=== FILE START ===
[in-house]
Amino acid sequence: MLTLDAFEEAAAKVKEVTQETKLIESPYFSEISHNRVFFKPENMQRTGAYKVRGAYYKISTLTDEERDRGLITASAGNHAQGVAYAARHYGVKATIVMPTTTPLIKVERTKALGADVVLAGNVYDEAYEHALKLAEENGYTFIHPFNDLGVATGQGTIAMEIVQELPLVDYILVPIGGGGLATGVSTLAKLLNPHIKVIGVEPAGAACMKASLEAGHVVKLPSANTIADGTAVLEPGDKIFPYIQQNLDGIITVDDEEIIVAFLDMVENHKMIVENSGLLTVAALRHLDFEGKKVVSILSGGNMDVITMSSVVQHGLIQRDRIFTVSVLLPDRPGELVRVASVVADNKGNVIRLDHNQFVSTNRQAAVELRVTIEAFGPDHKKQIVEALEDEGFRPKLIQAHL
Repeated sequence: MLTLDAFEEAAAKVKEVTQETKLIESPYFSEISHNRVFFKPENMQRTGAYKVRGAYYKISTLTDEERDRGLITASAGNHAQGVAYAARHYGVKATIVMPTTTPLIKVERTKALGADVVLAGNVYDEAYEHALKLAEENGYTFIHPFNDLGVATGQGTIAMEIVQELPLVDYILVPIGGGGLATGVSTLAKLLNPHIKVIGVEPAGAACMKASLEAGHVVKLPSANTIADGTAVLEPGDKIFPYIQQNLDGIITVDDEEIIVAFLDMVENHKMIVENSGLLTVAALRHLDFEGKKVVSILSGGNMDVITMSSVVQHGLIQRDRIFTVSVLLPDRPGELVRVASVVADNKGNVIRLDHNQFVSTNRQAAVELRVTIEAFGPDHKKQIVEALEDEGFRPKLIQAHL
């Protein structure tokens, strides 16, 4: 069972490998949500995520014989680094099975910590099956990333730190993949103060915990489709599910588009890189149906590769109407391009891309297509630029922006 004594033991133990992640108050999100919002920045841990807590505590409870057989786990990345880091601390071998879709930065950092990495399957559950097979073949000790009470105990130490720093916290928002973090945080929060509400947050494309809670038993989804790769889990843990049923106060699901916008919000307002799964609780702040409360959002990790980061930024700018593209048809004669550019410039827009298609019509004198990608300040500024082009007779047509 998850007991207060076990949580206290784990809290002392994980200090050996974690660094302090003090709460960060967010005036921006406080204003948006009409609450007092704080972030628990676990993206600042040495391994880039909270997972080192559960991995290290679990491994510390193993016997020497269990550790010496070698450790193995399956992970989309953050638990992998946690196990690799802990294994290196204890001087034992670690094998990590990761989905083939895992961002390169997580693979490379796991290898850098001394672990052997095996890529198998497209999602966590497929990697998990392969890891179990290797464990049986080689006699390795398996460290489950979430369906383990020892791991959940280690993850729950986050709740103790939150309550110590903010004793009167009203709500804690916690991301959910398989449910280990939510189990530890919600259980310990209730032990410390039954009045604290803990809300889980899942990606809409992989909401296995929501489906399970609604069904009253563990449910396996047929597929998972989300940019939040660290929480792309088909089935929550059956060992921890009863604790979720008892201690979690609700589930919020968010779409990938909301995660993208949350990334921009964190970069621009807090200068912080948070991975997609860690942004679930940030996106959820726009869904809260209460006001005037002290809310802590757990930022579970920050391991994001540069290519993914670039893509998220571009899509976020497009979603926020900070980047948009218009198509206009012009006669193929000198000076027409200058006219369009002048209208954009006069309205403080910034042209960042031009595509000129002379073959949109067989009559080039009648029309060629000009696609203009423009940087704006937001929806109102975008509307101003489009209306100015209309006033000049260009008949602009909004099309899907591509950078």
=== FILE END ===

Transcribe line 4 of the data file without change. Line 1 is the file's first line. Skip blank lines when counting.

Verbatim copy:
């Protein structure tokens, strides 16, 4: 069972490998949500995520014989680094099975910590099956990333730190993949103060915990489709599910588009890189149906590769109407391009891309297509630029922006 004594033991133990992640108050999100919002920045841990807590505590409870057989786990990345880091601390071998879709930065950092990495399957559950097979073949000790009470105990130490720093916290928002973090945080929060509400947050494309809670038993989804790769889990843990049923106060699901916008919000307002799964609780702040409360959002990790980061930024700018593209048809004669550019410039827009298609019509004198990608300040500024082009007779047509 998850007991207060076990949580206290784990809290002392994980200090050996974690660094302090003090709460960060967010005036921006406080204003948006009409609450007092704080972030628990676990993206600042040495391994880039909270997972080192559960991995290290679990491994510390193993016997020497269990550790010496070698450790193995399956992970989309953050638990992998946690196990690799802990294994290196204890001087034992670690094998990590990761989905083939895992961002390169997580693979490379796991290898850098001394672990052997095996890529198998497209999602966590497929990697998990392969890891179990290797464990049986080689006699390795398996460290489950979430369906383990020892791991959940280690993850729950986050709740103790939150309550110590903010004793009167009203709500804690916690991301959910398989449910280990939510189990530890919600259980310990209730032990410390039954009045604290803990809300889980899942990606809409992989909401296995929501489906399970609604069904009253563990449910396996047929597929998972989300940019939040660290929480792309088909089935929550059956060992921890009863604790979720008892201690979690609700589930919020968010779409990938909301995660993208949350990334921009964190970069621009807090200068912080948070991975997609860690942004679930940030996106959820726009869904809260209460006001005037002290809310802590757990930022579970920050391991994001540069290519993914670039893509998220571009899509976020497009979603926020900070980047948009218009198509206009012009006669193929000198000076027409200058006219369009002048209208954009006069309205403080910034042209960042031009595509000129002379073959949109067989009559080039009648029309060629000009696609203009423009940087704006937001929806109102975008509307101003489009209306100015209309006033000049260009008949602009909004099309899907591509950078």